By Roland Hesmondhalgh, Public Affairs InternDecember 27, 2017
Since its founding in 1916, the Reserve Officer Training Corps has led innumerable men and women to the Oath of Commissioned Officers. Over months and years, it shapes these young adults into the next generation of officers in the United States military.
Not everyone who enters ROTC knows why they're drawn to it. Some may see it as nothing more than an academic distraction; for others, a tradition or calling. It's rare for a college student to instinctively know where they feel they belong. It's rarer still for a student to feel that way about military discipline, especially when they were born half a world away.
Cadet Ivan "Chernobyl" Chernokolpakov, of Florida Institute of Technology's Panther Battalion, came to America from Kiev, Ukraine, at the age of 10 with his mother. Early on, Chernokolpakov struggled without a sense of purpose until deciding on a whim to try JROTC.
"When I was choosing my [high school] classes, my friend decided he wanted to join the Army JROTC. I didn't know what I'd do with my life, so I decided why not join?" said Chernokolpakov. "From then on I started having more goals as I kept going through high school because of JROTC."
Accustomed to the regimented discipline, camaraderie, and clarity of purpose he received from his time in JROTC, he immediately joined Army ROTC following his acceptance to the Florida Institute of Technology. After establishing his GPA, Chernokolpakov easily qualified for a ROTC scholarship.
"They're very good about taking care of you," he said. "If you give ROTC your effort they will give you their effort to keep you there."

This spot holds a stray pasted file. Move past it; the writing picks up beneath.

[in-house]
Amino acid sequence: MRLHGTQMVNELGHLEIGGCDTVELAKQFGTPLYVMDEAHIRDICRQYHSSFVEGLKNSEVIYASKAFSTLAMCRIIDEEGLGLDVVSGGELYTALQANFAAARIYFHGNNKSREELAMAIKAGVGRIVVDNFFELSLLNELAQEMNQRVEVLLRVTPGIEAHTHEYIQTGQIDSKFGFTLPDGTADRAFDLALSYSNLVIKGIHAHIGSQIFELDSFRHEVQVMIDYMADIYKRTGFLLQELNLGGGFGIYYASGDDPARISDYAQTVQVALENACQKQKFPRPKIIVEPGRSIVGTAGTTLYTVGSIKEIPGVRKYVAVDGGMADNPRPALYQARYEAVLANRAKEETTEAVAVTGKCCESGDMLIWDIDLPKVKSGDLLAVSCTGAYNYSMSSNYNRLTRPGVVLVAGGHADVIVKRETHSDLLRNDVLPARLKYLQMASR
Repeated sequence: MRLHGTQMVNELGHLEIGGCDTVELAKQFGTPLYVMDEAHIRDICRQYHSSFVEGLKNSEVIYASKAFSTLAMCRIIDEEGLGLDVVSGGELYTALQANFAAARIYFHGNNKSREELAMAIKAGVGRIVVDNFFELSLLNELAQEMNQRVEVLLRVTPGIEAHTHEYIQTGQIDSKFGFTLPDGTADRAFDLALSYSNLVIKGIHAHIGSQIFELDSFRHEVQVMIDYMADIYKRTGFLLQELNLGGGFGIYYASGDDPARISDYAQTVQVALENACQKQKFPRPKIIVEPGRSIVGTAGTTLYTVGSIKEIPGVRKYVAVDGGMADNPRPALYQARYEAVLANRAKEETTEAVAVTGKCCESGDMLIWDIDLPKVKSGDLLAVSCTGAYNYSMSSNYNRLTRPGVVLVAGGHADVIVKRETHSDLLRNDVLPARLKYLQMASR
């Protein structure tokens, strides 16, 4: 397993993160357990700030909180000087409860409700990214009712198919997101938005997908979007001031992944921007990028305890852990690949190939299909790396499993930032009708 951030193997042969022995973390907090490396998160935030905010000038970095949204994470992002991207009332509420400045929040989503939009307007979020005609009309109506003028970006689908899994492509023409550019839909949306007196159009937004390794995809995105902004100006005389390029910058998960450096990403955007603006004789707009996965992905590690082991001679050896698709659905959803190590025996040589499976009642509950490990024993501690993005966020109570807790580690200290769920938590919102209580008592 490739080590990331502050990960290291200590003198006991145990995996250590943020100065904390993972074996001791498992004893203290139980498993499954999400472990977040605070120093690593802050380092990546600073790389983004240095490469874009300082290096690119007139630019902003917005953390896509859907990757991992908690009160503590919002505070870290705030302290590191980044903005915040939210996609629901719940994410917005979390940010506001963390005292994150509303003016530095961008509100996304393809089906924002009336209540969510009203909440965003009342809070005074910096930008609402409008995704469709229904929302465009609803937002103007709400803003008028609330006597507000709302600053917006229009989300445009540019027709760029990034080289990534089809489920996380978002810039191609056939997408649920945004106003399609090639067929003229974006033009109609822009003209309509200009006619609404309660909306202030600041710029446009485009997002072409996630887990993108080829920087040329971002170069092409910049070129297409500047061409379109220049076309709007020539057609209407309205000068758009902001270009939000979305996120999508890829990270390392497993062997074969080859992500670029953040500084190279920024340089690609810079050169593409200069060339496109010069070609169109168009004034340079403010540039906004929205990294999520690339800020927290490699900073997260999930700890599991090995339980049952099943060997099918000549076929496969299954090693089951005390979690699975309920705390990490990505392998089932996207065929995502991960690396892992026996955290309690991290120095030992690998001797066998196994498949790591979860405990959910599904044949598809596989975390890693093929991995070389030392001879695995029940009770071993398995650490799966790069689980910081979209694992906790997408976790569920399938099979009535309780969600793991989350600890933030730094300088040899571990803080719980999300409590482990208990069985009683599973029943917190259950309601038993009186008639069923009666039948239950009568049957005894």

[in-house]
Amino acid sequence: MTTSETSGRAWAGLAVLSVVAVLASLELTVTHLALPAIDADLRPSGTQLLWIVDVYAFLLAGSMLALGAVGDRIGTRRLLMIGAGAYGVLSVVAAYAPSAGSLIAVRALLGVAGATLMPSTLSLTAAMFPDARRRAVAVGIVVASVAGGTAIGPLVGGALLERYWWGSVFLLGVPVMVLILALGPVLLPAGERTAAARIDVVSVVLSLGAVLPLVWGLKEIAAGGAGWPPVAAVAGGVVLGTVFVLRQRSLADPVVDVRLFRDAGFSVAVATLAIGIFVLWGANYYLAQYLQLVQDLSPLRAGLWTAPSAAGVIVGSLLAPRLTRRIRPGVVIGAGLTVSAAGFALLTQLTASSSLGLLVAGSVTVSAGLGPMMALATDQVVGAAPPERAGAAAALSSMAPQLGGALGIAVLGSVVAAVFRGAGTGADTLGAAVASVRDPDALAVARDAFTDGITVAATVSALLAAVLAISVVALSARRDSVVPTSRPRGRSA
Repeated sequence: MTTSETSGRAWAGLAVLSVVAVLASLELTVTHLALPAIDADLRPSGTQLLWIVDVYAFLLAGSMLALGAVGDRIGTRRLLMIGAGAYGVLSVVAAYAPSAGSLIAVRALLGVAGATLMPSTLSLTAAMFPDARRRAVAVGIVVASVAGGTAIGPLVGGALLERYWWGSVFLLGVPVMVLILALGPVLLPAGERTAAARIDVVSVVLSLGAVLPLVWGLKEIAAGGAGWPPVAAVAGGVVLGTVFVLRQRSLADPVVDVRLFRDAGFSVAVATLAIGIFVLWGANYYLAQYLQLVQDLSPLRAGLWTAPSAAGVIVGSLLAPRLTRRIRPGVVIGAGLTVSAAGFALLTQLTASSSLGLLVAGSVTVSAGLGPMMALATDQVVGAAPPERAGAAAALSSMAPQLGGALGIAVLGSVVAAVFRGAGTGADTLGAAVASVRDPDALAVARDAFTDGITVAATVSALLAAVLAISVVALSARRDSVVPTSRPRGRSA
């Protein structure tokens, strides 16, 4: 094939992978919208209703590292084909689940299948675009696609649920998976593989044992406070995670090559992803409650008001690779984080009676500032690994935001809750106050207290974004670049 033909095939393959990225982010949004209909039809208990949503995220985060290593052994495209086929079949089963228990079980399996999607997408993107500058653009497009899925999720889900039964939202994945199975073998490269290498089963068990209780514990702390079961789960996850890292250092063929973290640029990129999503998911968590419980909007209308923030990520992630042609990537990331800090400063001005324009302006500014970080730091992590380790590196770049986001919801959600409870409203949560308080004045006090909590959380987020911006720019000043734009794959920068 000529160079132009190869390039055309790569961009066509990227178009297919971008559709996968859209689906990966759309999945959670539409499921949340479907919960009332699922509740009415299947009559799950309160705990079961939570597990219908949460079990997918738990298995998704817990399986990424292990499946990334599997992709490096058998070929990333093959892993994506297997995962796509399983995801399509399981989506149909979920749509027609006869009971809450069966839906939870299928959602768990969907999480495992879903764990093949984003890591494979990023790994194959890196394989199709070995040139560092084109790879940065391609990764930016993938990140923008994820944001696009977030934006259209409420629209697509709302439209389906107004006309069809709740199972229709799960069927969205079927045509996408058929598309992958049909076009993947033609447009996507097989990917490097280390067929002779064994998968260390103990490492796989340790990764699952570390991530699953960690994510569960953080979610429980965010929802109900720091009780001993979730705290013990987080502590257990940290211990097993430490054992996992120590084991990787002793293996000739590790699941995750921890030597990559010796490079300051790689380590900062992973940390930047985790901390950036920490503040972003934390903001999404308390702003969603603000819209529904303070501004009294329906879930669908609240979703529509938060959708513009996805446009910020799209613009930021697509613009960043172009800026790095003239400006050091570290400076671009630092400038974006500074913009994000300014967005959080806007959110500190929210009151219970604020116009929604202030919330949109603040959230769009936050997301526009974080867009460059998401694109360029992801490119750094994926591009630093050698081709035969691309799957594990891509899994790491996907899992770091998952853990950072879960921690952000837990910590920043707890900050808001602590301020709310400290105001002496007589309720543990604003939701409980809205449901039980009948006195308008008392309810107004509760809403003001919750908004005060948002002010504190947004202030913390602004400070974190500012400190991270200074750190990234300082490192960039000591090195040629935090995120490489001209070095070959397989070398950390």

In just three semesters with Florida Tech, Cadet Chernokolpakov has completed U.S. Combatives 1 and 2, and earned the coveted Air Assault Wings. To earn his wings, he had to flawlessly rappel out of a helicopter hovering 90-feet above ground and complete a 12-mile road march in under three hours. Cadet Chernokolpakov displays the wings proudly on his uniforms, but remembers them not so much for his success, but for how hard they were to earn - and how important it is to maintain your equipment, especially in Air Assault School.
"You have a list of items that you always have to have on you. During day one layout, if you don't have everything, then you get kicked out. I didn't bring a canteen cup, but working through it I was able to get a canteen cup that day. As a punishment I had to write a 2,000-word essay on the importance of having your equipment."
The discipline and authority of military life isn't for everyone, but thankfully for Chernokolpakov it's not exclusive to people who've had the luxury of being born in the United States. Anyone willing to work hard and try their best can succeed in ROTC and find a future in the United States Army as a commissioned officer.
"In Ukraine there's really no future for a person unless you have connections," said Chernokolpakov. "For me, the reason I wanted to join was because this country gave me a lot and I wanted to give back."